Popular City of Dayton Police Officer Assistance Program Suspended Due to Coronavirus

Cover photo of downtown Dayton from Pixabay 

Eric Grimm
Contributing Writer

Since the personal safety of the valued volunteers is a top priority, according to the program’s manager, Neighborhood Officer Assistance (NAO) operations have been suspended until April 15 due to the spread of COVID-19. Included in the suspension of the program is all non-critical department travel, all community engagement activities and all ride-alongs. The suspension length is subject to change depending on the circumstances of the virus. The volunteers were last on duty Thursday, March 12.

For 50 years the Dayton City Police Department Neighborhood Assistance Officers (NAO) program has allowed citizen volunteers to support Dayton law enforcement, according to NAO supervisor Cynthia August.

The NAO program is a nonenforcement group that does not carry weapons, but instead increases visibility of police in the community in an effort to prevent crime, August said. NAO volunteers assist police with traffic control, vehicle accident and fire scenes, stranded motorists, noise and parking complaints, and they check on houses, schools and businesses.

According to August, the program also helps out other departments because the NAOs work on quality of life issues, such as a nonworking streetlight or traffic light. She emphasizes the difference between a police officer’s work and a NAO’s work.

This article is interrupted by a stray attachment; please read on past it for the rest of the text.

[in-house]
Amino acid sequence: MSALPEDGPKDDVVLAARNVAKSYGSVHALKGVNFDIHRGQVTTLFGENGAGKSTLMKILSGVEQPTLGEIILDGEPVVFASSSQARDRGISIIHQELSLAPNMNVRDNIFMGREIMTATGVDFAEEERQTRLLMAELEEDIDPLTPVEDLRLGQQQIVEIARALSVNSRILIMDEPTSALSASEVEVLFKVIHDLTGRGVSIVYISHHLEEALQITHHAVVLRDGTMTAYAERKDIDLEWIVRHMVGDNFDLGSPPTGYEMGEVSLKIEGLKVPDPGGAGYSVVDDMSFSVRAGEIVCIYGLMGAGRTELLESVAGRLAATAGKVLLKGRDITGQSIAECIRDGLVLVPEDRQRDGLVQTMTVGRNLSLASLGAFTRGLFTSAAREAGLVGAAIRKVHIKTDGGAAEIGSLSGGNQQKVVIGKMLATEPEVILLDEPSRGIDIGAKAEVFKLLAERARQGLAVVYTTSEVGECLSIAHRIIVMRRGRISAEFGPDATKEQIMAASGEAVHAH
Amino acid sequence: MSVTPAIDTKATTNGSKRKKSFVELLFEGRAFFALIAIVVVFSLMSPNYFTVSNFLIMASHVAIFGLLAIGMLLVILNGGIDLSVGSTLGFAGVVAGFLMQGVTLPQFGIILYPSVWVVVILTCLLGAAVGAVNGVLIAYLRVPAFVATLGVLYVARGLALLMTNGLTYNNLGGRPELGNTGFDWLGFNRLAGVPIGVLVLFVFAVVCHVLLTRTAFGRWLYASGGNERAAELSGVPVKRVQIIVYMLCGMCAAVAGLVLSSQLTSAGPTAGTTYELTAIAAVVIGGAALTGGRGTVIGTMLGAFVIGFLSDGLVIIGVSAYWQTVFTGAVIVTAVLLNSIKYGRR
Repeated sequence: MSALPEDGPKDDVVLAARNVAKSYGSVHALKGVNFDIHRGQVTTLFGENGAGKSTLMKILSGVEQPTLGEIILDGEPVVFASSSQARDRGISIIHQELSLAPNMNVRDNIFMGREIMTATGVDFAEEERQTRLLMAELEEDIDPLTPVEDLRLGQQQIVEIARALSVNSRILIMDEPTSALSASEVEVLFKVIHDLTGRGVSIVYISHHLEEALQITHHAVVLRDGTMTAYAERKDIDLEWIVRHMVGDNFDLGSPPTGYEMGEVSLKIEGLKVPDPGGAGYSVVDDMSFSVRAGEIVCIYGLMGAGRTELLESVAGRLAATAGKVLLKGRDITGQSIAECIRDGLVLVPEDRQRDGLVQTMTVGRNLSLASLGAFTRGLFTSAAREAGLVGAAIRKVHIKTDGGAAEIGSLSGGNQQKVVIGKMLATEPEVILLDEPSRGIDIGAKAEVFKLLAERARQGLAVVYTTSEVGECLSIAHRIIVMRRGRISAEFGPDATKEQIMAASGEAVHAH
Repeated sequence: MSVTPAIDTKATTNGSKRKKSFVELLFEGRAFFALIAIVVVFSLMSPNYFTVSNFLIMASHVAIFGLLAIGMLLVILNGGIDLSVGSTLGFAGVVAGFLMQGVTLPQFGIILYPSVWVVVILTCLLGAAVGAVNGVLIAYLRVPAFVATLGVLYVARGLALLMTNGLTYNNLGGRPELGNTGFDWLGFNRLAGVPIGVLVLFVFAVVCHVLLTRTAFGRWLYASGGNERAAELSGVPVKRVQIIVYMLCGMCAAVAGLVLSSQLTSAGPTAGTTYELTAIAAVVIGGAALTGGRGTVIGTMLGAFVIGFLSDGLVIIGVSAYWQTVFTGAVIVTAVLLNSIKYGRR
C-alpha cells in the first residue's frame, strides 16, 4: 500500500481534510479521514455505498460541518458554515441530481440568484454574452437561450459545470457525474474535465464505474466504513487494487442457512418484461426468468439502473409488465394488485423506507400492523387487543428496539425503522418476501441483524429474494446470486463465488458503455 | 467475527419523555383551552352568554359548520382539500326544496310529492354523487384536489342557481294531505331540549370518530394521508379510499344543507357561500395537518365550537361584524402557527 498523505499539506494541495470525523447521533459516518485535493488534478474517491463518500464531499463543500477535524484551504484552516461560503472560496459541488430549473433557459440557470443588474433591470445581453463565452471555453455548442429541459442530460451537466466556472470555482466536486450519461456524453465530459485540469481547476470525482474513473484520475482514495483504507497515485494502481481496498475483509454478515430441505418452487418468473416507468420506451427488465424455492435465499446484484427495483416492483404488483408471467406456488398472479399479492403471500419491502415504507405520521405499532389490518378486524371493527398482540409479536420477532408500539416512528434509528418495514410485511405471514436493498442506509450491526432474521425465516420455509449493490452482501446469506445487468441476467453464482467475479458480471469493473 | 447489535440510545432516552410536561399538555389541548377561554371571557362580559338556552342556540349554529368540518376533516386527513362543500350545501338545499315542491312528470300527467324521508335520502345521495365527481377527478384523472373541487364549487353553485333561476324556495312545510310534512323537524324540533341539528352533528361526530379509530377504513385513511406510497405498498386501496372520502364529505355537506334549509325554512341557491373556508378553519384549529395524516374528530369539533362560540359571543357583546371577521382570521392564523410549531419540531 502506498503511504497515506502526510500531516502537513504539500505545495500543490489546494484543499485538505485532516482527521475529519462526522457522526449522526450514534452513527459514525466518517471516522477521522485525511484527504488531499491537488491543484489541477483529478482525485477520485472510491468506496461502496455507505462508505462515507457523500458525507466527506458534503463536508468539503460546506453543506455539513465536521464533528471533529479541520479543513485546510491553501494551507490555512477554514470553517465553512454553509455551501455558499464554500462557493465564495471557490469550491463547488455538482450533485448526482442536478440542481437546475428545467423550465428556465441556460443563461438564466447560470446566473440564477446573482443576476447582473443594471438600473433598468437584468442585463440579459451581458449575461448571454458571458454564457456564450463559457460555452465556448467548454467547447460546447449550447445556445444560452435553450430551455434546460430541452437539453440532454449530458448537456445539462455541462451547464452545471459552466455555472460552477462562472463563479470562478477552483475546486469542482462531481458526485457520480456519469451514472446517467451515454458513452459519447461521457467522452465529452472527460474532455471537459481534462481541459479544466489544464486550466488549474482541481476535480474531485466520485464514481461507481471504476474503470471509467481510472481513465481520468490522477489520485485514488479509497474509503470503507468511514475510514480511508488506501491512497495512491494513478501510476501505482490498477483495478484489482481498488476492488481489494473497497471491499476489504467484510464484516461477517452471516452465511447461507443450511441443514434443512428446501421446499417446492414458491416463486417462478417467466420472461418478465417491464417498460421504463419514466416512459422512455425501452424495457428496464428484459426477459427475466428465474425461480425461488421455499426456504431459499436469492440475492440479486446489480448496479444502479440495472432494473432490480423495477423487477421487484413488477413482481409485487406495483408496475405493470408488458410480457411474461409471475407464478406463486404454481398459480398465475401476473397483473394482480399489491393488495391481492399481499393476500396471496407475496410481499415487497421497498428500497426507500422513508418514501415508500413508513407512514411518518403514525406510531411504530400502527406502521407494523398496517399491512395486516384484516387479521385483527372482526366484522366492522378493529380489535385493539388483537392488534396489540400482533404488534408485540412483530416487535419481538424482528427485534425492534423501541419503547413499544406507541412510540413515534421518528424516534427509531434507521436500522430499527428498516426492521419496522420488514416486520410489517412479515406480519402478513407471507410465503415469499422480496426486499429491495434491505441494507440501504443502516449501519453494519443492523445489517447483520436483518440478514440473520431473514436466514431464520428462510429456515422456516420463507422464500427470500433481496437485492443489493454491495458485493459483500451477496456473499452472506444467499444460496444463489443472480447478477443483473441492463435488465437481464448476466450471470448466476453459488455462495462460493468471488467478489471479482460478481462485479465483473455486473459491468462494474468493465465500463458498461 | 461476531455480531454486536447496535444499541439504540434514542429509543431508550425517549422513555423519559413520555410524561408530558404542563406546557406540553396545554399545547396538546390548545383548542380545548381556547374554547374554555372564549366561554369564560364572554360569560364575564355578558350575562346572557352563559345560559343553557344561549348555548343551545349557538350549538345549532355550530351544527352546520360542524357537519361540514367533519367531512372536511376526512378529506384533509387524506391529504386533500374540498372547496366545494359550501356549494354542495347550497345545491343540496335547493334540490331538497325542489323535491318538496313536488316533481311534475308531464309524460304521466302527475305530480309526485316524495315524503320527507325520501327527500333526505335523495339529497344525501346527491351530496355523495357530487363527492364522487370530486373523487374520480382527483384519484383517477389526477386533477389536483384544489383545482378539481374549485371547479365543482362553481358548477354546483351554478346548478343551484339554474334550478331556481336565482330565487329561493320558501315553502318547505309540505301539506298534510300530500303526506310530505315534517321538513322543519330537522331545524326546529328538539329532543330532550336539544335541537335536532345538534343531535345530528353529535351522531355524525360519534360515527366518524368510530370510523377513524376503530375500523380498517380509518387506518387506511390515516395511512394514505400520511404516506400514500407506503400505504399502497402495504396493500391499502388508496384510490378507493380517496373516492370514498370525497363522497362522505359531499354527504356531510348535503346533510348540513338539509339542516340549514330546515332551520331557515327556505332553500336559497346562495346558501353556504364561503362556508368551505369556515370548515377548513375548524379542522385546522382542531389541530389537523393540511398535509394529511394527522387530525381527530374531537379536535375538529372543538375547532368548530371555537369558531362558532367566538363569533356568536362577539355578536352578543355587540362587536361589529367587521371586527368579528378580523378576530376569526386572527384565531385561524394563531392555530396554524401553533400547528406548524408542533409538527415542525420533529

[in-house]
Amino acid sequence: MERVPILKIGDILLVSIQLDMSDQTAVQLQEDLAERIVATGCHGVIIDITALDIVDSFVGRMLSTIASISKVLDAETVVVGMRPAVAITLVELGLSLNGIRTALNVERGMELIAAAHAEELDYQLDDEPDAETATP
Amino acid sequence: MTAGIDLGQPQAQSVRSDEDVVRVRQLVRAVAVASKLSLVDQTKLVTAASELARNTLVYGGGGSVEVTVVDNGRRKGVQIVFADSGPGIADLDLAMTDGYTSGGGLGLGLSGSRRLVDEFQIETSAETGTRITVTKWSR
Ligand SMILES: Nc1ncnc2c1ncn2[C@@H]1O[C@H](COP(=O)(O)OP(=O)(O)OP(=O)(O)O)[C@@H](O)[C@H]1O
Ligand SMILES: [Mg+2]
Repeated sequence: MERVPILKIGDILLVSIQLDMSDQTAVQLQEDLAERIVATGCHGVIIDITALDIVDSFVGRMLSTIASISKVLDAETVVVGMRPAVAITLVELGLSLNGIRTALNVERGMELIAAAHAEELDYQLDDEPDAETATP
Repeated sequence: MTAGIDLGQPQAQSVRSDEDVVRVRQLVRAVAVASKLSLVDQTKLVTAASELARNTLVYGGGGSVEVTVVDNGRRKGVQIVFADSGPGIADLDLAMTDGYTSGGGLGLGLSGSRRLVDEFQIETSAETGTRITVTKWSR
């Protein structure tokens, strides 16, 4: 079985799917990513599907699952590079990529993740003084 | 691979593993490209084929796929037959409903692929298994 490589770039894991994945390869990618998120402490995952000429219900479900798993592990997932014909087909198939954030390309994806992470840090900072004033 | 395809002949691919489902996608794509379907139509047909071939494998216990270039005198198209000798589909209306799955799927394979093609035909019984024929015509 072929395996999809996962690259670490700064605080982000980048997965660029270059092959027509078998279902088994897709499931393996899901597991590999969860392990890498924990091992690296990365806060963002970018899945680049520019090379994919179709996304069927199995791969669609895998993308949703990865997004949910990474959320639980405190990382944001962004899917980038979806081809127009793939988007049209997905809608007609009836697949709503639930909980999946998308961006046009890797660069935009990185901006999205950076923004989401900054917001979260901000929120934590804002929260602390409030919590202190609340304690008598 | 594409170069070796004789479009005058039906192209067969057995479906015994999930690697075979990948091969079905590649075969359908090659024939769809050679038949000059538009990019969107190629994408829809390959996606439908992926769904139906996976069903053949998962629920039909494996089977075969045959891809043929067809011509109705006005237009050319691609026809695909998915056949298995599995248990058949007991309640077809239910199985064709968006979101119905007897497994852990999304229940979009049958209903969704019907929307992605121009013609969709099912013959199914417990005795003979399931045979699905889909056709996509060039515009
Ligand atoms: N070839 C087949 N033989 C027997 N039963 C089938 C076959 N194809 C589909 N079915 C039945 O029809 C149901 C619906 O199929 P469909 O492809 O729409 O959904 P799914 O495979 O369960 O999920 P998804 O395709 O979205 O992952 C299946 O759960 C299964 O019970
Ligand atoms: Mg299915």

“I tell my folks that we’re kind of the warm and friendly, you know, approach to what we’re doing,” August said.

Ron Magoteaux has been a volunteer in the NAO program for the last six years. When he was laid off and retired, he looked for a volunteer opportunity. He found a fit in the NAO program, especially because his daughter was a police officer before she retired last year.

“I do this to feel like my life means something,” Magoteaux said. “I volunteer for myself. I like to think I am contributing to this surrounding area.”

Magoteaux’s partner, Joey Suhy, with 12 years of experience in the program, cites his love for the city.

“We all wanna do something to keep Dayton going,” Suhy said.

The non-enforcement and visibility approach of the program has been around since its creation. The NAO program started in 1969, after community members requested more police visibility in the neighborhoods. A federally funded grant was given to the city to experiment with a citizen volunteer program. After its success, it became fully instituted in 1970 and is now funded by the Dayton City Police Department budget.

The program operates within a budget of $8,000 annually that covers the expenditures for uniforms, equipment, fleet of vehicles and two honorary events for the volunteers. In 2020, the program will be celebrating its official 50th anniversary. According to August, Dayton was a pioneer in NAO programs, as the model has spread to other cities throughout the U.S.